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REVIEW – Marvel Comics ‘Captain America’ #25: A Beautifully Told Immigration Story Steals the Show

Cap 25 Variant scaled

Captain America, Sharon Carter (Agent 13), Bucky and Falcon set off on a rescue mission to save the Daughters of Liberty. This issue felt like a bridge issue, setting up the pieces for the upcoming larger confrontation. Sharon Carter gets the splotight here, with her internal narrative driving the story, and the focus being on her and her aunt Peggy Carter. Writer Ta-Nehisi Coates, who is also writing Black Panther, has had a very strong Captain America run thus far and I don’t know if it’s being talked about enough what a bold move it was by Marvel to have Coates take over this book.

As much as I love Coates’ Cap, the secondary story by Michael Cho and Anthony Falcone is what I will remember from this issue. Cho and Falcone tell a simple immigrant story about Cap’s unlikely friendship with Brooklyn resident Sung Jin Jeong that was so beautifully told and so genuinely American.

Captain America #25 Native American Tribute Cover by Jeffrey Veregge
Captain America #25 Native American Tribute Cover by Jeffrey Veregge

Published: November 18, 2020
Writer: Anthony Falcone, Ta-Nehisi Coates, Michael Cho
Penciler: Leonard Kirk, Michael Cho

To rescue the Daughters of Liberty trapped in Madripoor, Captain America and his closest allies marshal their forces – but waiting in the wings for them is the reborn Red Skull! Plus, the debut of the all-new Agent 13! PLUS: A second celebratory story by Michael Cho!


In “All Die Young, Part VI,” Cap, Sharon Carter, Falcon and Bucky are on a mission to save the Daughters of Liberty from Alexa Lukin, the Red Skull and some other baddies in Madripoor. Told primarily from the perspective of Carter, the story goes back and forth between her aunt Peggy’s history with Alexa and the current rescue mission. Alexa trained Peggy and both served together until Alexa apparently went off rails. The rescue mission is full of action packed art panels depicting Cap and Carter going through the evil Power Elite’s forces and trying to reach their friends in time. In the end, Alexa and the Red Skull board a helicopter to escape, just as Peggy gets free of her restraints and lunges after them, boarding the helicopter. However, Alexa hits Peggy with some blasts from her hand and Peggy falls precariously through the air. Sure seems dire for our dear Peggy, but given that our heroes have the Falcon amongst them, it doesn’t feel like we should be that worried.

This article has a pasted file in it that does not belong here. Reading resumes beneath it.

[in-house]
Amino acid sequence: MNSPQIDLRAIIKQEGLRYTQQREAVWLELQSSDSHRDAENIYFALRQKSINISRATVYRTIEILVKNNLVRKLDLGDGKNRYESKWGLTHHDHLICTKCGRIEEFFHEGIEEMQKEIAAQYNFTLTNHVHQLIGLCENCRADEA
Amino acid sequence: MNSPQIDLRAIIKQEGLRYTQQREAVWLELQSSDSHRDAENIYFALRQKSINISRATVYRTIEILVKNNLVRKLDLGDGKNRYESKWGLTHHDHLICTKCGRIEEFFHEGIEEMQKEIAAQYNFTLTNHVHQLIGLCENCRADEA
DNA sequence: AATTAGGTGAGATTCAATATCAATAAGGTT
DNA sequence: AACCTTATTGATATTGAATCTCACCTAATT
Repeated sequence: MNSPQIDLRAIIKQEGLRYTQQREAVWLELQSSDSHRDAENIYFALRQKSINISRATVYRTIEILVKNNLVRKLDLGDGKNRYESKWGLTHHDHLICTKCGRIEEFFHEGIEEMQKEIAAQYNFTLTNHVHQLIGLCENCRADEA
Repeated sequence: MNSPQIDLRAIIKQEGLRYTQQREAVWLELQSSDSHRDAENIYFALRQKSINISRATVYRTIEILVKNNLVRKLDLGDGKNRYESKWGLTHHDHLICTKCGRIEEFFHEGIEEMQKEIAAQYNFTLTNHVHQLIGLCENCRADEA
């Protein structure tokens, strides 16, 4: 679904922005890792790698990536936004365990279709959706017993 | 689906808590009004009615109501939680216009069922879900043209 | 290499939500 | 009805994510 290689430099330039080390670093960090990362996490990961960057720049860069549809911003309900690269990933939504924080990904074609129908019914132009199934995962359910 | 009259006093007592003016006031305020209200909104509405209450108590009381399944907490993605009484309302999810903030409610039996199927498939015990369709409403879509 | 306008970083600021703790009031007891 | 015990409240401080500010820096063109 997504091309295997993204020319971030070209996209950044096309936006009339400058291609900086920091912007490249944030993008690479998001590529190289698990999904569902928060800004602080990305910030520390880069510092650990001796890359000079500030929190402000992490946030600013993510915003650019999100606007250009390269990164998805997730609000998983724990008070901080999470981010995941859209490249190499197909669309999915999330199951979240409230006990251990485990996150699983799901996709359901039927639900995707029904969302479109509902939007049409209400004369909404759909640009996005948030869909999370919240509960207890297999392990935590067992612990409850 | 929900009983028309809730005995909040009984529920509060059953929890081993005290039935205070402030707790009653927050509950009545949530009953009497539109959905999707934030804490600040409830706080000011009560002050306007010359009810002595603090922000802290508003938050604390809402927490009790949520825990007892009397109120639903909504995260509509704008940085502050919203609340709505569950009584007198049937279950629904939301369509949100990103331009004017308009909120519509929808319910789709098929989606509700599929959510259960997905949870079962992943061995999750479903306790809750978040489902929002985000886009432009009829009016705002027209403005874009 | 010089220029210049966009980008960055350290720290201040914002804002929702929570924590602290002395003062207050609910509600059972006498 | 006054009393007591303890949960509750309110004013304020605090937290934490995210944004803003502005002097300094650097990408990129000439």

In the secondary story, “The Promise,” written and drawn by Michael Cho and Anthony Falcone, Cap makes a surprise appearance at the funeral services of local Brooklyn resident Sung Jin Jeong, who was a Korean immigrant turned immigration attorney and a friend of Cap’s. Rogers tells the story of how they met when Jeong was working the night shift at a 24-hour diner. At first blush you’d think the two couldn’t be more different, but it turned out that the man from another time and the man from another country were kindred spirits with a shared love of the ideals that the United States stands for. Over the years, the two support each other through personal setbacks and encouraged each other through life accomplishments. Rogers’ eulogy is beautifully written, not only to honor the in-universe character, but really to send the clear message of what Captain America stands for, and what the United States should strive for.

Preview Page from Captain America #25
Preview Page from Captain America #25


The primary story was solid, with good action, fantastic art and some nice moments for each of the heroes involved. I particularly enjoyed Falcon taking out the goons early on in the issue. It was also nice to get the story from Sharon Carter’s perspective with Peggy’s history being the center of the story.

The show stealer of the issue though was easily the secondary story by Michael Cho and Anthony Falcone. The retro style art was perfect for the tone, and the story of immigrant Sung Jin Jeong’s friendship with Steve Rogers was beautiful and heartfelt. It was idealistic but not naive. It explicitly showed both Rogers and Jeong wrestling with what this country is supposed to stand for and what it actually is. Both recognized its failings and, most importantly, committed to making this country better in their own ways.


The primary story was heavy on action, with eye catching art, but light on actual plot development. Perhaps to leave ample room for Cho and Falcone to tell their secondary story, a worthwhile goal, but in the end, not a lot happens in the primary story. Maybe I’m jaded, but the “cliff hanger” with Peggy Carter being dropped off the helicopter didn’t move me because someone falling in the sky in a world full of flying superheroes doesn’t exactly seem to be the most terminal situation. I’m going to eat these words if Peggy actually dies but who’s putting money on that?


At one point, Rogers and Jeong are discouraged and are discussing the frustrating state of the country. Jeong makes the pointed comment, “You think that just because I love this country, I don’t see the flaws? Immigrants see the best and worst of America every day.” The page where Rogers finishes his eulogy, we see a panel from behind his back with a wonderful view of all the wonderful diverse attendees as Rogers says that Jeong’s story is his story, and “our story.” Captain America indeed.

Steve Rogers' Eulogy for Sung Jin Jeong from Captain America #25
Steve Rogers’ Eulogy for Sung Jin Jeong from Captain America #25

RATING – 4/5 Pocky

Pocky Rating 4

Ron is the founder and Editor-in-Chief of POC Culture.  He is a big believer in the power and impact of pop culture and the importance of representation in media.

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